The Top 5 Farmer’s Walk Benefits for Mountain Athletes

The farmer’s walk isn’t a simple walk in the field; it’s a demanding full-body exercise. It will challenge your endurance and push your body to new limits. Strength, coordination, and stability are crucial components - these are the same building blocks of any top-tier mountain athlete, which is why you need to be doing them. 

By adding farmer’s walks into your workout routine, backcountry athletes gain five major benefits:

  1. Better posture for carrying gear and meat.

  2. Dynamic core strength and stability.

  3. Fewer injuries.

  4. Total body strength and conditioning, including grip strength.

  5. Building both mental and physical toughness.

The concept is simple: you hold a weight in each hand and walk. It’s that easy. Heavier weights and longer distances will give more bang for your buck. There are also countless variations to keep your fitness improving and interesting. And as always, proper form is a non-negotiable.

Athletes of all kinds love the farmer’s walk for its strength and cardiovascular benefits. And if you’re a mountain athlete who doesn’t do them, your mind is about to be changed.

In this article, we'll cover everything you need to know including the benefits, how to master proper form, common mistakes to avoid, and a video guide to bring it all together.

Top 5 Benefits of Farmer’s Walks

At MTNTOUGH, our compass points towards functional fitness and scaling your own peaks. Our mission? Craft evidence-based exercises and routines that sharpen your performance in the backcountry.

Whether you call it the farmer's walk or the farmer's carry, this exercise has all the trappings of a MTNTOUGH movement. It's function and difficulty directly translate to heightened performance for western hunting.

Let's dissect each of the five benefits so you can see for yourself why this functional exercise is deserving of the MTNTOUGH stamp of approval:

Benefit 1: Improved Posture

Every seasoned hunter knows the difference between packing out meat and going home empty-handed hinges on the smallest details. Your posture is one of those details.

If you're headed into the wilderness, posture isn't just about standing tall; it's at the core of performance and safety. A hunter with good posture can tread silently, aim accurately, and endure longer hikes without fatigue.

The farmer’s walk is a powerful tool for strengthening the muscles and reinforcing the alignment of the spine, guaranteeing you remain upright and balanced. An engaged core, neutral back, and pulled-back shoulders all help to achieve this.

Adding weight to the exercise adds an extra challenge and improves your stability. Now you have a functional, posture-focused movement.

And that's exactly what you need when handling heavy gear, stalking big game, and covering obstacles with every step.

Here are some posture cues to remember your posture during the farmer’s carry:

  • Keep a neutral spine - straight and aligned.

  • Engage your core and glutes for stability.

  • Keep your chin up, aligning your head with your spine.

The farmer's carry also promotes correct shoulder positioning, critical for movements like drawing a bow or shouldering a rifle.

To lift and carry the weights effectively, your upper body needs to - quite literally - do the heavy lifting.

Here's how you can maximize this benefit:

  • Pull your shoulder muscles down and back. 

  • Push your chest forward and open up your entire chest area.

  • Hold the weights slightly away from your body, preventing your arms from touching your sides.

With practice and prioritizing the farmer's walk exercise, you'll notice each hike becoming more efficient and less strenuous.

Benefit 2: Dynamic Core Strength and Stability

The farmer’s carry will completely transform your core. This isn’t about glamorous beach abs either; it’s about building a stable, strong, and functional torso to power you through the canyons.

Think about carrying an elk quarter back to your transport - it's a descent where remarkable weight encounters deadfall, steep drop-offs, and unstable footing.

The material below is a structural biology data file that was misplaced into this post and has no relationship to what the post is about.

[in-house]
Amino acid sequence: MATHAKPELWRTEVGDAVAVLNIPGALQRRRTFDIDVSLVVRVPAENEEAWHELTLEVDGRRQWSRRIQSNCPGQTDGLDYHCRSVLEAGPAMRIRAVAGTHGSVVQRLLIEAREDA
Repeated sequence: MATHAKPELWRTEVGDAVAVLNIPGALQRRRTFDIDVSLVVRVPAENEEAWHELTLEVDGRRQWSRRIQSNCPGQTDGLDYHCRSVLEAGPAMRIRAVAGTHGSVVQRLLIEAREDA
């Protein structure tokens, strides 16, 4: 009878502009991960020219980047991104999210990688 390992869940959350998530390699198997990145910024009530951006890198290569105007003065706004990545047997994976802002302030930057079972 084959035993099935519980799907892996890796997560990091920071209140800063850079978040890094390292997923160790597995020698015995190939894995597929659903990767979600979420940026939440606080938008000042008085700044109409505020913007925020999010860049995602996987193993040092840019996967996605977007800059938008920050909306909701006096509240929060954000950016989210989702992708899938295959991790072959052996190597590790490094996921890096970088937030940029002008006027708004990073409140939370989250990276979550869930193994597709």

That's where a rock-solid core comes into play. Neglect these foundational muscles and you'll feel the pinch in performance.

The magic of the farmer's carry is its ability to challenge your balance from all angles. That is, laterally and rotationally.

With weights pulling you side-to-side and forward and backward, every step tests your stability.

If you want to move efficiently and stay upright, your body will need to engage your core muscles, such as the obliques, rectus abdominis, and transverse abdominis.

And the key? That crucial mind-to-muscle connection. Lock it in, and watch your core strength and stability take off.

Benefit 3: Injury Resilience

The only guarantee in the backcountry is that it's filled with unpredictability. From rough terrains and harsh weather, to the twists that come with pushing your limits, time spent in the backcountry is a journey into the unknown.

These conditions are prime for injury. But often, it's overtraining or a lapse in form that leaves an opening for injuries.

This simply underscores the importance of practicing functional exercises that will develop strength and shield against injuries.

The farmer’s walk isn't just about lifting weights; it's about safeguarding your spine and upper body. Since you have to maintain proper alignment of your neck, shoulders, and lower back muscles, this means they’re less likely to become strained.

Since this is a full-throttle, full-body workout, the farmer's walk rallies the core, legs, and upper body. This keeps every muscle primed and ready.

As it relates to injuries, strong muscles mean fluid joints, reducing the risk of overuse injuries.

This is especially helpful for hikers, runners, and athletes who rely on throwing.

Benefit 4: Total Body Strength and Conditioning

There's no path in the wilderness. You carve your way through and try to find the best way to navigate the obstacles between you and your target.

The only way to physically prepare for this is to increase your strength and conditioning before the hunt. The bigger the tank, the longer it takes to empty, so to speak. The farmer's carry can help you with this.

If you're blazing trails with a heavy pack, you need the body's major muscle groups firing in unison.

Reaching the finish line without exhaustion doesn't come from isolated strength; it comes from how your body targets multiple muscle groups and unites them in every moment.

The farmer's carry activates your entire body, including grip strength. Beyond indicating the power of your hands and forearm muscles, grip strength is a measurement of overall health, from bone integrity to heart health.